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Summary:

EBay is claiming victory in its long-standing litigation with Craigslist, after a court reinstated its 28.4 percent stake in the classifieds…

EBay
photo: Flickr / liewcf

EBay is claiming victory in its long-standing litigation with Craigslist, after a court reinstated its 28.4 percent stake in the classifieds site. EBay had sued Craigslist in April 2008, saying the classifieds site had “unfairly” diluted its ownership stake after eBay (NSDQ: EBAY) debuted its own competing classifieds site in the U.S. Craigslist countersued a month later, accusing eBay of using its minority stake in Craigslist to steal corporate trade secrets. The trial, which took place last year, brought out some striking revelations, including that Craigslist founder Craig Newmark had never actually visited the eBay classifieds site.

In a statement, eBay says the “court gave eBay what it sought from this lawsuit.” The reality, however, is more mixed, according to Classified Intelligence Report, which calls it a “split ruling.” While the judge reinstated eBay’s stake in Craigslist to 28.4 percent, up from the diluted 24.85 percent, eBay did not get a seat on Craigslist’s board, which it had been hoping for. Craigslist’s countersuit is also still pending.

  1. eBay’s Dept of Spin can claim whatever they like, but eBay did not get what it really wanted.

    eBay’s many Donahoe-induced problems are hardly worth discussing any more. Clearly, the headless turkeys have taken over the eBay farmyard and, in particular since the sociopathic John Donahoe has been given a key to the larger “disabled” cubicle in the executive wash room, eBay has every quarter, in relative terms, been flushed further and further down the toilet.

    Since April Fools Day (how apt!) and the dumping of “store” items into core, eBay’s new Utah data center appears to have been effectively crippled or, if it is functioning as planned, it’s a very strange plan. Regardless, it would appear that for many users the eBay whale is high and dry on a beach somewhere, has died, and is now starting to stink. I suspect that eBay is now generating more revenue from re-listing fees, for items that remain unsold, than from any other of their fees on genuine sales.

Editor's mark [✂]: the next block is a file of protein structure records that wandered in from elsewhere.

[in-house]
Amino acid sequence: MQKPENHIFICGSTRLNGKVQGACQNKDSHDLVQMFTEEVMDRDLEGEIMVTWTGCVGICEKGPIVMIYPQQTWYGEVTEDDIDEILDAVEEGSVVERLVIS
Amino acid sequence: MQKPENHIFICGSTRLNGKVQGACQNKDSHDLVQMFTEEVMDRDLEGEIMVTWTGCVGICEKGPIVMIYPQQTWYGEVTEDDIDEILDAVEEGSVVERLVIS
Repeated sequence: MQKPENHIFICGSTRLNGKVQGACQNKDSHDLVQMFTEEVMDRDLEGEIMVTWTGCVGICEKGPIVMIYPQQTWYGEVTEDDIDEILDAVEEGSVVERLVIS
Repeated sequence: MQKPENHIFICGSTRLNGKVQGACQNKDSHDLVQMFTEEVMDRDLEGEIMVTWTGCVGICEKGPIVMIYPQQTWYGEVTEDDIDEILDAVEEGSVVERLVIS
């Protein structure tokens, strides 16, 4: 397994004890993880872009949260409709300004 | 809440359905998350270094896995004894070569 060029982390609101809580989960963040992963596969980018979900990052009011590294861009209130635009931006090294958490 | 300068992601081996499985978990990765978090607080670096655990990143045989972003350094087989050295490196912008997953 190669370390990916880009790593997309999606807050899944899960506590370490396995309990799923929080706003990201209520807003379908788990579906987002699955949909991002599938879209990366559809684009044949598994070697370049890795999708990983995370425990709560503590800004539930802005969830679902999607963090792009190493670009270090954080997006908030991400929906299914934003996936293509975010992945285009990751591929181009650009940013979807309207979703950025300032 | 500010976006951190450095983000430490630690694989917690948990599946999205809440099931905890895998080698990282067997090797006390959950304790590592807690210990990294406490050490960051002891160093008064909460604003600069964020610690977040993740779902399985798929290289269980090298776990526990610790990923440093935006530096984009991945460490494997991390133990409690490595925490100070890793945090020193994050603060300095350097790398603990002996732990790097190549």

By the way, how can an established, publicly listed, commercial entity, that is supposedly making so much money, manage to never pay its stockholders a dividend? It appears that the only people that have ever gotten any benefit out of eBay’s stash of overseas cash are the senior managing executives, and even they have been recently selling their eBay stock: eBay’s Chief Headless Turkey and Bain & Co shill, Donahoe, is dribbling out his eBay stock sales on a monthly basis, probably hoping that no one will notice—how naïve can this man and his advisers be?

    http://forums.auctionbytes.com/vbulletin/showthread.php?t=23600

    Methinks that this latter-day “Captain Queeg” and his fellow incompetents are provisioning their personal lifeboats for the undoubted coming announcement that the Donahoe “turn around” is indeed turning around, and around, and around, and, as a result of this turkey’s destructive innovations, the eBay Marketplace is getting lower and lower in the water, at an ever-increasing rate.

    Shill Bidding on eBay: Case Study #4
    This latest study demonstrates eBay’s current utter desperation for revenue and, once again, eBay’s effective aiding and abetting of this criminal activity, at

    http://forums.auctionbytes.com/vbulletin/showthread.php?t=23540

    eBay/PayPal/Donahoe: Dead Men Walking.

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